‘Lather Against Ebola’: ‘Ice Bucket’ challenge against the virus
Bringing a soapy twist to the “Ice Bucket Challenge” that has swept the world in recent weeks, Ivorians are raising awareness about the deadly disease outbreak in west Africa with a new “Lather Against Ebola” campaign.
People in Ivory Coast do use ice in their variation, but have added a good head of lather to alert others to the need for hygiene to ward off the Ebola epidemic raging in neighbouring countries.
The campaign has already flooded Twitter and Facebook feeds in the region with the French hashtag “#MousserContreEbola” — helping raise awareness about a virus that has claimed more than 2,400 lives in neighbouring Guinea and Liberia, as well as Sierra Leone and Nigeria.
Instead of cash donations, participants are encouraged to donate bars of soap and bottles of antiseptic.
The original Ice Bucket Challenge is a hugely successful viral campaign in which people challenged their friends to film themselves pouring ice water over their heads. It has raised millions of dollars worldwide to fund research into a fatal degenerative nervous disorder called amyotrophic lateral sclerosis or ALS, also known as Lou Gehrig’s Disease after a renowned US baseball player.
Ivory Coast, which has shut its long, porous borders with Liberia and Guinea and banned flights from the affected nations, has yet to report any cases of Ebola, but panicking locals are resorting to measures like drinking salted water or eating onions in the mistaken belief they prevent infection.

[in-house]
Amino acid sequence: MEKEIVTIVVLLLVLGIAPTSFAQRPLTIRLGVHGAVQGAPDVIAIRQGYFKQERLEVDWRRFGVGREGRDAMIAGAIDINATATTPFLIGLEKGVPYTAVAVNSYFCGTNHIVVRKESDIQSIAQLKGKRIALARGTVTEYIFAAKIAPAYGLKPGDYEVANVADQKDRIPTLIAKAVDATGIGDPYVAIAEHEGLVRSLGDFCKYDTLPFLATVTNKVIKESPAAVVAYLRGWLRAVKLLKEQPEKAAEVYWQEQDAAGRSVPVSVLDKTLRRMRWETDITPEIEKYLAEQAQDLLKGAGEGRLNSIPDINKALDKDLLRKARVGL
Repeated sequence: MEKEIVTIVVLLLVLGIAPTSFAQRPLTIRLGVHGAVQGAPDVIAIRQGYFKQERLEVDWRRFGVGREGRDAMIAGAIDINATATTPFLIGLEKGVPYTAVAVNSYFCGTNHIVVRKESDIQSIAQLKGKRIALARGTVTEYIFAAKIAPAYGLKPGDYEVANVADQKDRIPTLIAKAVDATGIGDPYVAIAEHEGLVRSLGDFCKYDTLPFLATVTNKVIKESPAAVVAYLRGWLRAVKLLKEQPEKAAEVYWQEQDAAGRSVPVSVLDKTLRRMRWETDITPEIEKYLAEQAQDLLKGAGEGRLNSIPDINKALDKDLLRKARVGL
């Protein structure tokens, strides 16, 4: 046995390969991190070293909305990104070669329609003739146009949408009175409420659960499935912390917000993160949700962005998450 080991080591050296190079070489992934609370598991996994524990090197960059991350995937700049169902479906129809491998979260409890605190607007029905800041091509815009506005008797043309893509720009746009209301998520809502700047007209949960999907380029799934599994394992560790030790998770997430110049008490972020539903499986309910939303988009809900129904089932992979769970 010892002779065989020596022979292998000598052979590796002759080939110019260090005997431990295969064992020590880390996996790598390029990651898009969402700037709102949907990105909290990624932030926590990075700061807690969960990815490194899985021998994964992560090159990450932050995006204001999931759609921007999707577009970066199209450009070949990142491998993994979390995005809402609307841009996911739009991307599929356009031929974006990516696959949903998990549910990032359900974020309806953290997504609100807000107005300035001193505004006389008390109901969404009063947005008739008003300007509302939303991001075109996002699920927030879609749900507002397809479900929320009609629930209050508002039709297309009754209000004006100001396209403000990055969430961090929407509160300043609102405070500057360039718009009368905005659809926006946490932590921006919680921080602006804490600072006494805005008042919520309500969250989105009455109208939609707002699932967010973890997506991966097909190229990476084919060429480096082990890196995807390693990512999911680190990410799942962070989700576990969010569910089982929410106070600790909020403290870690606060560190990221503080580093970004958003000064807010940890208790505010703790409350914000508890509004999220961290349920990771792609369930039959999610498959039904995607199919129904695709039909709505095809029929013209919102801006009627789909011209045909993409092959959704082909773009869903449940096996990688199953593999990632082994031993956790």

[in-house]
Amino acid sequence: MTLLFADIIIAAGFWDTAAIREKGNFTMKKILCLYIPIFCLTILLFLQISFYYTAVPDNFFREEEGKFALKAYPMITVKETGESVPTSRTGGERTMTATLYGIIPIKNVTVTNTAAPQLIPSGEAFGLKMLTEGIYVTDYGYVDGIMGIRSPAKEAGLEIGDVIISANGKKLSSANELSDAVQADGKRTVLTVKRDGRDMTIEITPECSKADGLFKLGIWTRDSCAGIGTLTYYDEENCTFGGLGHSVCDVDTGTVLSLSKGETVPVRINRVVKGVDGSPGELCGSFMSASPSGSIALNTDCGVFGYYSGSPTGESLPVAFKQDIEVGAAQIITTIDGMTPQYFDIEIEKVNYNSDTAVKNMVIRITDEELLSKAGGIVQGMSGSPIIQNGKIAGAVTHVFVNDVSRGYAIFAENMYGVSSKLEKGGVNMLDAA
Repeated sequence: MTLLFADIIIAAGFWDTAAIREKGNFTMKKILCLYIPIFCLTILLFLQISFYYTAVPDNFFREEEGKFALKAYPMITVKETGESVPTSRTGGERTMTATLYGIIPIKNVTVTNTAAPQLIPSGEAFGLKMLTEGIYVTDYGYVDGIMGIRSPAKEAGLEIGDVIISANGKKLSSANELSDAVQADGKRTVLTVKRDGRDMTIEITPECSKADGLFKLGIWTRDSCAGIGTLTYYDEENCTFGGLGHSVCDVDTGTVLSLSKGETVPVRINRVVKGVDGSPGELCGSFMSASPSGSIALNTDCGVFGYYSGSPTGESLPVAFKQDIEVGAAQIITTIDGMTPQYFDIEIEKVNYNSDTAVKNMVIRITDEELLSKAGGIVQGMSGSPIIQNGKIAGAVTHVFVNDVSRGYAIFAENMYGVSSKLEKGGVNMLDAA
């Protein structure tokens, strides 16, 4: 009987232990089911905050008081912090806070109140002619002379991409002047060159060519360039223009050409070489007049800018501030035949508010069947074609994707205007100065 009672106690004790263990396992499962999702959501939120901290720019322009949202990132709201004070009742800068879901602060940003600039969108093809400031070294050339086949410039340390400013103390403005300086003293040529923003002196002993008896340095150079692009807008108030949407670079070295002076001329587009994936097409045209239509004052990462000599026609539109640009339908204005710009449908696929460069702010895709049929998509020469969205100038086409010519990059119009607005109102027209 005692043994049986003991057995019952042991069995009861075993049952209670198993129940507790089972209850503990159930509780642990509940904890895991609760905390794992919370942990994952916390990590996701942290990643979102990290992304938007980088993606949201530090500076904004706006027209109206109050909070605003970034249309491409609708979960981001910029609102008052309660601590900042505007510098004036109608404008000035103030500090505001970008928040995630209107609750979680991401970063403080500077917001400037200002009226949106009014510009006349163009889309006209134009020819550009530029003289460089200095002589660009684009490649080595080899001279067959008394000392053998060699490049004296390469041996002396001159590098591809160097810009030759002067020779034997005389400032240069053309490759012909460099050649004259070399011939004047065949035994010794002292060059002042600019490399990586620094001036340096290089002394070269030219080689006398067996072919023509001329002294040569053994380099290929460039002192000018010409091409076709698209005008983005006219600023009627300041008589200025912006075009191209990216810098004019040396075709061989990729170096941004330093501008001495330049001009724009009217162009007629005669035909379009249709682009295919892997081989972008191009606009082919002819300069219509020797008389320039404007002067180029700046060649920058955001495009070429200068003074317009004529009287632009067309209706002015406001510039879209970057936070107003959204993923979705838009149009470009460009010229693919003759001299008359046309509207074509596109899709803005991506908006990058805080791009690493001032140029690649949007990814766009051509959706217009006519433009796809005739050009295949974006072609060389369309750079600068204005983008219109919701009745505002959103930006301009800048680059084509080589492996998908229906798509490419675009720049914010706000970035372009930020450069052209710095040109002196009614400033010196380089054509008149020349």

The Soap Bucket Challenge is the brainchild of Edith Brou, one of the country’s most prominent Twitter users, who decided it would be a good idea to “tropicalise” the ice bucket trend.
She got the ball rolling last month with a video of herself being drenched on the balcony of the small online marketing firm where she works in the commercial capital Abidjan.
“Against Ebola, you need good hygiene,” she says in the video before a bucket of ice-cold soapy water is dunked on her head. It gave her a tenacious cold, she said, but was rewarded with almost 4,000 hits on the video.
Brou challenged three famous bloggers, including La Rigueur Bino — real name Nouho Bamba — who claims to have 150,000 followers.
His contribution — in which he wore a smart suit and ended up throwing himself in a swimming pool with a suitcase in his hand — garnered more than 52,000 viewers.
“I knew that jumping into a pool would create a buzz,” said Bamba, who works for a phone company. “Today, even children need to understand what Ebola is.”
– The vital web –
With 1.4 million Facebook accounts in the country and hundreds of thousands of mobile phones, the Internet has played an increasingly important role in politics and society in Ivory Coast.
With Ebola, bloggers have a new opportunity to show their influence. One of them, Israel Yoroba Guebo, has even come up with a song, “Stop Ebola”, that is being used as the waiting tone by one phone operator.
They have made their presence felt over numerous issues in recent years, including the negligent death in April of a young model left untreated at Abidjan’s Central University Hospital after an assault, and the New Year’s stampede outside Abidjan stadium in 2013 in which 61 people died.
Social networks also proved a powerful resource during the violence that followed the disputed election in 2010, when more than 3,000 people were killed in five months.
A hashtag #CIVsocial was used on Twitter to help coordinate relief efforts and share information.
“We even had a doctor help women give birth over the phone,” said Brou.
“It is only thanks to the social networks that we were able to save lives.”